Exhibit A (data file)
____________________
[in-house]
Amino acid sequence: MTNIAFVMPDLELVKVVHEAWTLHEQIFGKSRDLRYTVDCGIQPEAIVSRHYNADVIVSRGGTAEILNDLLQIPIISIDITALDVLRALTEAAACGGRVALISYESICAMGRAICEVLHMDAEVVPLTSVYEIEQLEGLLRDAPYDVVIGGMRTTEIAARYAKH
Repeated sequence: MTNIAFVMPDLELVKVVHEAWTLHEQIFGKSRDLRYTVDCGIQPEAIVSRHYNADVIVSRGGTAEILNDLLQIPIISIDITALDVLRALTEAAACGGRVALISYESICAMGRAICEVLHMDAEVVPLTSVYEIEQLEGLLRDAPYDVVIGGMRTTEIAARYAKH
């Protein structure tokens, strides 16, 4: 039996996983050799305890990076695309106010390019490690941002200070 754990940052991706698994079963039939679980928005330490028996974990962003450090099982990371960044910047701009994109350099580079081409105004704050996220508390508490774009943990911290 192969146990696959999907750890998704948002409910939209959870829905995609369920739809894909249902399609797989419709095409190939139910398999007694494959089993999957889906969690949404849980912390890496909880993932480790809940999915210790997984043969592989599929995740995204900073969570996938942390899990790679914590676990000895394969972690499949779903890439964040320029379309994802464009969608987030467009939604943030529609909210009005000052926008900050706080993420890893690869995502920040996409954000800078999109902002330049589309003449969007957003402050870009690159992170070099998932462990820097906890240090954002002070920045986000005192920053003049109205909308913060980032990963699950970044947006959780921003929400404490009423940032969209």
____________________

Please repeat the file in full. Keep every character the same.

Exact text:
[in-house]
Amino acid sequence: MTNIAFVMPDLELVKVVHEAWTLHEQIFGKSRDLRYTVDCGIQPEAIVSRHYNADVIVSRGGTAEILNDLLQIPIISIDITALDVLRALTEAAACGGRVALISYESICAMGRAICEVLHMDAEVVPLTSVYEIEQLEGLLRDAPYDVVIGGMRTTEIAARYAKH
Repeated sequence: MTNIAFVMPDLELVKVVHEAWTLHEQIFGKSRDLRYTVDCGIQPEAIVSRHYNADVIVSRGGTAEILNDLLQIPIISIDITALDVLRALTEAAACGGRVALISYESICAMGRAICEVLHMDAEVVPLTSVYEIEQLEGLLRDAPYDVVIGGMRTTEIAARYAKH
């Protein structure tokens, strides 16, 4: 039996996983050799305890990076695309106010390019490690941002200070 754990940052991706698994079963039939679980928005330490028996974990962003450090099982990371960044910047701009994109350099580079081409105004704050996220508390508490774009943990911290 192969146990696959999907750890998704948002409910939209959870829905995609369920739809894909249902399609797989419709095409190939139910398999007694494959089993999957889906969690949404849980912390890496909880993932480790809940999915210790997984043969592989599929995740995204900073969570996938942390899990790679914590676990000895394969972690499949779903890439964040320029379309994802464009969608987030467009939604943030529609909210009005000052926008900050706080993420890893690869995502920040996409954000800078999109902002330049589309003449969007957003402050870009690159992170070099998932462990820097906890240090954002002070920045986000005192920053003049109205909308913060980032990963699950970044947006959780921003929400404490009423940032969209």